SAN JOSE -- The Santa Clara County District Attorney's Office says a San Jose police officer was justified in using lethal force in the shooting death last year of a shirtless San Jose man who pointed a gun at another officer.
In a detailed report released Tuesday, District Attorney Jeff Rosen said Officer Jeff Harwell was defending himself and others when he shot and killed 23-year-old Ricardo Moreno on Oct. 12, 2011. Before encountering police, Moreno -- who tests later showed had a large amount of cocaine in his system -- shot up his brother's car and waved a gun at passing motorists near Hillsdale and Narvaez avenues in South San Jose.
"We have concluded that Officer Harwell acted lawfully when he discharged his firearm and caused the death of Ricardo Moreno," Supervising Deputy District Attorney Brian Welch wrote in the report.
Ballistic tests on the gun possessed by Moreno indicate it was the same weapon used in the killings of two former San Jose State students four days earlier near campus. The District Attorney's Office reported circumstantial evidence "proves beyond a reasonable doubt" that Moreno killed Eric Kenzo Otokawa, 21, and Kristina Lynn Pandula, 20.
On the morning Moreno died, officers responded to the corner of Hillsdale and Narvaez avenues on a report of gunshots and a man brandishing a weapon.
Officer George Constantin was the first to arrive and spotted Moreno, who matched the description of the person who
Constantin yelled out "Drop it" several times, according to the DA's report.
Constantin observed Moreno in a crouching position and "rack" the object with his left hand. Constantin recognized the sound as a preparation to fire a semi-automatic handgun.
As Constantin repositioned himself to obtain a better shooting angle, he heard three to four gunshots.
Those gunshots came from Harwell, who watched Moreno ignore his fellow officer's commands. Harwell said he saw Moreno first point the gun at Constantin and then sweep in his direction. Believing his life and Constantin's life was being threatened, he said he fired five to six shots at Moreno, according to the report.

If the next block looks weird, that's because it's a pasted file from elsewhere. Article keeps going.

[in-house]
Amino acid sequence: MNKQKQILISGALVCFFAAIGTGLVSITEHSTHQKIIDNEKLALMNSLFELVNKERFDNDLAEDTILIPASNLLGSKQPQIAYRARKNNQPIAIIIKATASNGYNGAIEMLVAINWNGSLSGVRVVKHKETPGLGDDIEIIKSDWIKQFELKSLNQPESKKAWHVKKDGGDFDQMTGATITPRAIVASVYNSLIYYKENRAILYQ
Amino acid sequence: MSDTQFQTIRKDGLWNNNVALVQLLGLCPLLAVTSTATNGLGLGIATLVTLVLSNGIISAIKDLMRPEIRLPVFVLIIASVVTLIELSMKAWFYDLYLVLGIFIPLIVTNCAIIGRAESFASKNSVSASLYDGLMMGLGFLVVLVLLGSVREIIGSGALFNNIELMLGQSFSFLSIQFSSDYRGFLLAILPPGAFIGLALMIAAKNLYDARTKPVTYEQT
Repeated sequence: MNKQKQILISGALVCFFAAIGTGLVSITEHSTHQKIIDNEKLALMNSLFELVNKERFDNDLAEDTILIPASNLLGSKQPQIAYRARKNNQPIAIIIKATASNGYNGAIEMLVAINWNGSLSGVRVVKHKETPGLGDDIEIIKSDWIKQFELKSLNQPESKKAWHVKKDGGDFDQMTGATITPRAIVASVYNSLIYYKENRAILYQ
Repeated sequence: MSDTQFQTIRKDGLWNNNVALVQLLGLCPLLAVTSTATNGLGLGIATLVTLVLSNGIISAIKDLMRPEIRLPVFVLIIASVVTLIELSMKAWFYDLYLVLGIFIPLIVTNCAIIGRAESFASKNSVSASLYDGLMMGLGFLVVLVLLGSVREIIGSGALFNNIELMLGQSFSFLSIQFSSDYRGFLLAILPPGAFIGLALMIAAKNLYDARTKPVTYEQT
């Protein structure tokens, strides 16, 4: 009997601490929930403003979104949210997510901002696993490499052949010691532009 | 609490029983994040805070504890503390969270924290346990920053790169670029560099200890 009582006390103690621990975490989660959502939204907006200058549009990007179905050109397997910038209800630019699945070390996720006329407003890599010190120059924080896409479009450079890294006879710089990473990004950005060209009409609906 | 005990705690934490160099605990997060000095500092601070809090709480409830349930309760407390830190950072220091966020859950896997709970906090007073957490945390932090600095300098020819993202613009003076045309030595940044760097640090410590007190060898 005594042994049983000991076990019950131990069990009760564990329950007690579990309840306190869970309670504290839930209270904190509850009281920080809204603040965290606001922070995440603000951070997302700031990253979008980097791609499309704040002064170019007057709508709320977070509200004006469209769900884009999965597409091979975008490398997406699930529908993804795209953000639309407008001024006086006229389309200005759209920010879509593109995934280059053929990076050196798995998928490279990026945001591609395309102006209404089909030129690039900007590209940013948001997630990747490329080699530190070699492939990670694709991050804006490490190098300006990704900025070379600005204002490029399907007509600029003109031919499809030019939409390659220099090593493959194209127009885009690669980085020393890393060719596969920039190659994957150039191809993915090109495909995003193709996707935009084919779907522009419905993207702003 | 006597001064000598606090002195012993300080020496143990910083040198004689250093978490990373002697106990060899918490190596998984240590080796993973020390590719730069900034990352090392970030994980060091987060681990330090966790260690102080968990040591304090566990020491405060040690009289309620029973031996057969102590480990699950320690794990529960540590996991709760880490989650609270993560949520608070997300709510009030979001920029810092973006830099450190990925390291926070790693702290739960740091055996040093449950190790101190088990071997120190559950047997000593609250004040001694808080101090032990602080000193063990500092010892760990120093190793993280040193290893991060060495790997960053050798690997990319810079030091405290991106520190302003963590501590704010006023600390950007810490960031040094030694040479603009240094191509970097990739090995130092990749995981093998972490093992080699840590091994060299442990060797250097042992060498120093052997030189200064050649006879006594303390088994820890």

The Santa Clara County Coroner's Office determined Moreno had been shot 10 times. The coroner also cited an "extremely high level of cocaine" in Moreno's system may have caused him to experience an episode of psychosis.
Moreno's brother told police Ricardo Moreno had recently returned to San Jose State as a full-time student. The brother said he had never seen Moreno with a gun.
The day before the shooting, the Moreno family celebrated a birthday dinner at the brother's house. On the morning of the shooting, the brother heard popping noises, followed by the sound of his car alarm. He did not see anything unusual outside and went back to bed.
The popping sound was gunshots being fired by Moreno into the brother's parked Nissan Sentra, according to the report. The brother woke up in the morning to police officers identifying themselves outside his house following the shooting.
Hugo Moreno's wife told police Ricardo had been depressed for about one year, and it may have stemmed from a breakup with a girlfriend.
Police located bullets in Ricardo Moreno's room at his brother's house. Inside Moreno's car, police found boxes for two .45 caliber pistols, an extended magazine for a .45 and an empty box of ammunition.
Investigators concluded Moreno shot and killed Otokawa and Pandula with the same gun he aimed at the officers. Investigators have not determined Moreno's motive in the murders.
The couple was found dead Oct. 8, with bullets to the back of their heads, at Otokawa's apartment on South Third Street in San Jose. Police previously said Moreno and Otokawa knew each other from buying and selling drugs. The day before Otokawa was killed, he received text messages from Moreno regarding an interest in getting together to do drugs, according to the report.
Police said Moreno, a senior psychology major, and Otokawa met in the dorms and "partied" together.
Contact Mark Gomez at 408-920-5869. Follow him on Twitter @MarkMgomez